What is the 26th Amendment?

Eve Levinson, Rita Kerrigan
  • Author
    Eve Levinson

    Eve has her Bachelor's degree in history and Master's degree in education from the University of Pennsylvania. She was a classroom teacher for 5 years and an adjunct instructor at the collegiate level for 2 years.

  • Instructor
    Rita Kerrigan

    Rita has taught elementary and middle school and has a master's degree in reading education.

What is the 26th Amendment? When was the 26th Amendment passed? Learn the 26th Amendment definition, its history, and its significance in American politics. Updated: 07/01/2021

Table of Contents


What is the 26th Amendment?

Voting is an essential American right—try to imagine soldiers being drafted to fight in a war they were too young to vote against! In 1971, the U.S. was fighting the Vietnam War and drafting boys as young as 18 to become soldiers. As a result of widespread protests, Congress voted unanimously to amend the Constitution by ratifying the 26th Amendment, defined as lowering the minimum voting age to 18 from 21 at the local, state, and federal levels. Though the law was largely motivated by military practices, it has since also allowed younger generations more broadly to have a voice in elections and political representation.

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  • 0:02 Background Information
  • 1:25 Setting the Stage for…
  • 4:43 Adoption and Ratification
  • 6:15 Effects of the Amendment
  • 7:11 Lesson Summary
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A protest for lowering the voting age by the Berkeley chapter of the National Youth Rights Association.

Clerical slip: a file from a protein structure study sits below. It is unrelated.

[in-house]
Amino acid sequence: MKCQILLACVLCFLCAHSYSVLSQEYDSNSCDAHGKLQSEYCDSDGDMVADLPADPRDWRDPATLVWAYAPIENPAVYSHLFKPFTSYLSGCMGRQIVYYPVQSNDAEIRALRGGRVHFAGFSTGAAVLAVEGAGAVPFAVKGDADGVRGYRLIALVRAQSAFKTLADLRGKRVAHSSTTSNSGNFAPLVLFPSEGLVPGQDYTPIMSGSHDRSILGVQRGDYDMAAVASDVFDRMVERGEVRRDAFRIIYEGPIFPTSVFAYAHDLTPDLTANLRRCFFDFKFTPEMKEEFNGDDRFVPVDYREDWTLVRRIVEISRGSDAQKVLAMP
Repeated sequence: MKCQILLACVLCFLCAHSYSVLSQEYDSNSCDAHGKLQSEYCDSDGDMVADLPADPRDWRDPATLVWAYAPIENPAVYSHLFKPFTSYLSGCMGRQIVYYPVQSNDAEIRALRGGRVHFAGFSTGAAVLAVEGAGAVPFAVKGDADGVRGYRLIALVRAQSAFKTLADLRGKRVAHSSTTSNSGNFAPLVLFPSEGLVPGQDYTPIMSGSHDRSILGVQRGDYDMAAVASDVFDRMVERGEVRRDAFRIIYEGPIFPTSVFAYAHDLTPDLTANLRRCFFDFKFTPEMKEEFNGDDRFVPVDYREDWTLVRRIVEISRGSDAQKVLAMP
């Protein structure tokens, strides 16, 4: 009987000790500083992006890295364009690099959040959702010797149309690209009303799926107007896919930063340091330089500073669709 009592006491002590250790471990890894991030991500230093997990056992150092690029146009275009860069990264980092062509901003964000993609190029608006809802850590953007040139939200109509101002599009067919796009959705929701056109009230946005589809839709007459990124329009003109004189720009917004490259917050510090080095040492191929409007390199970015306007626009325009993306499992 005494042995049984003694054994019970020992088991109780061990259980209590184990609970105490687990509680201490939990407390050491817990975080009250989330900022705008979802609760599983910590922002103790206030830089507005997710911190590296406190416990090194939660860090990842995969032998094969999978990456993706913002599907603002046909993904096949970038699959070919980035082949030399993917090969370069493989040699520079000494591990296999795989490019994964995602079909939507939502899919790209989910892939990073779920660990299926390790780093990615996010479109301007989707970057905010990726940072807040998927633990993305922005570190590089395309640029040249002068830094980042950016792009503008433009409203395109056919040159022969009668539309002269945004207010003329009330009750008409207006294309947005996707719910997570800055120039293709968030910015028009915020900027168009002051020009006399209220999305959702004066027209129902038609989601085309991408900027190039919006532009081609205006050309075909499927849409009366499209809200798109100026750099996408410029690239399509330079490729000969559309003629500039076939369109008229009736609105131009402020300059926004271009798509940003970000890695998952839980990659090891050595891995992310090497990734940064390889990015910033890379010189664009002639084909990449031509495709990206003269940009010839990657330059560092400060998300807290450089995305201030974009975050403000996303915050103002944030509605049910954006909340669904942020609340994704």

A protest for lowering the voting age by the Berkeley chapter of the National Youth Rights Association.

What did the 26th Amendment do?

When the founders wrote the Constitution, they created a process by which the states could amend the document if needed. Through this process, new bills can eventually become part of the Constitution, after a lengthy examination to confirm that the proposed amendment has a broad enough level of support across the country. This full amendment process has happened 27 times in United States history.

The 26th Amendment lowered the voting age to 18 by giving the United States government the power to enforce a minimum voting age. Prior to its ratification, states were permitted to lower the constitutionally defined minimum voting age of 21, but they were not required to expand voting rights based on age.

26th Amendment Text

The 26th Amendment to the United States Constitution reads:

Section 1

The right of citizens of the United States, who are eighteen years of age or older, to vote shall not be denied or abridged by the United States or by any State on account of age.

Section 2

The Congress shall have power to enforce this article by appropriate legislation.


With a divided Supreme Court decision in Oregon v. Mitchell (1970), the Supreme Court justices wrote majority and dissenting opinions on the subject of granting Congress the authority to lower the minimum voting age to 18. Though the majority ruled that Congress had the authority to expand voting rights for 18-20-year-olds in federal elections, the Court limited this power from being extended to state and local elections.